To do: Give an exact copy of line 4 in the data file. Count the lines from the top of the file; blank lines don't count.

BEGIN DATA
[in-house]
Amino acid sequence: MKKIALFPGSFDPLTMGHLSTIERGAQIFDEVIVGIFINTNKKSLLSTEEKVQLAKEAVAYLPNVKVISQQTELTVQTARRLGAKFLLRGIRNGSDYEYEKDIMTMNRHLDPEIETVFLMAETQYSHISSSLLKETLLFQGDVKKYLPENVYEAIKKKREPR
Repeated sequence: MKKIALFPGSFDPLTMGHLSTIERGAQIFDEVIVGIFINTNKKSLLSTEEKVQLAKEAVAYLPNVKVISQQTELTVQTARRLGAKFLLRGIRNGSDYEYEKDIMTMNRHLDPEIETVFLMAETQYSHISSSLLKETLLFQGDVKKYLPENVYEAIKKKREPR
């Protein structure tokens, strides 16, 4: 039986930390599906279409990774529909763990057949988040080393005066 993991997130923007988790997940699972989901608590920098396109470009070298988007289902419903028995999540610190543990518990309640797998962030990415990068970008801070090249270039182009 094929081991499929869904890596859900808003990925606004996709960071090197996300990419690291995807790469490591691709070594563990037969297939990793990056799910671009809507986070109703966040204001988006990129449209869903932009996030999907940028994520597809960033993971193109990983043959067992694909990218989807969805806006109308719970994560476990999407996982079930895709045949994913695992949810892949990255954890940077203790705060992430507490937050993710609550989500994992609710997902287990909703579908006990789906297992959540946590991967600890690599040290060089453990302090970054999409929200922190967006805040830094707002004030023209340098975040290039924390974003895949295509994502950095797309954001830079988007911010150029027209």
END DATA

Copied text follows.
């Protein structure tokens, strides 16, 4: 039986930390599906279409990774529909763990057949988040080393005066 993991997130923007988790997940699972989901608590920098396109470009070298988007289902419903028995999540610190543990518990309640797998962030990415990068970008801070090249270039182009 094929081991499929869904890596859900808003990925606004996709960071090197996300990419690291995807790469490591691709070594563990037969297939990793990056799910671009809507986070109703966040204001988006990129449209869903932009996030999907940028994520597809960033993971193109990983043959067992694909990218989807969805806006109308719970994560476990999407996982079930895709045949994913695992949810892949990255954890940077203790705060992430507490937050993710609550989500994992609710997902287990909703579908006990789906297992959540946590991967600890690599040290060089453990302090970054999409929200922190967006805040830094707002004030023209340098975040290039924390974003895949295509994502950095797309954001830079988007911010150029027209």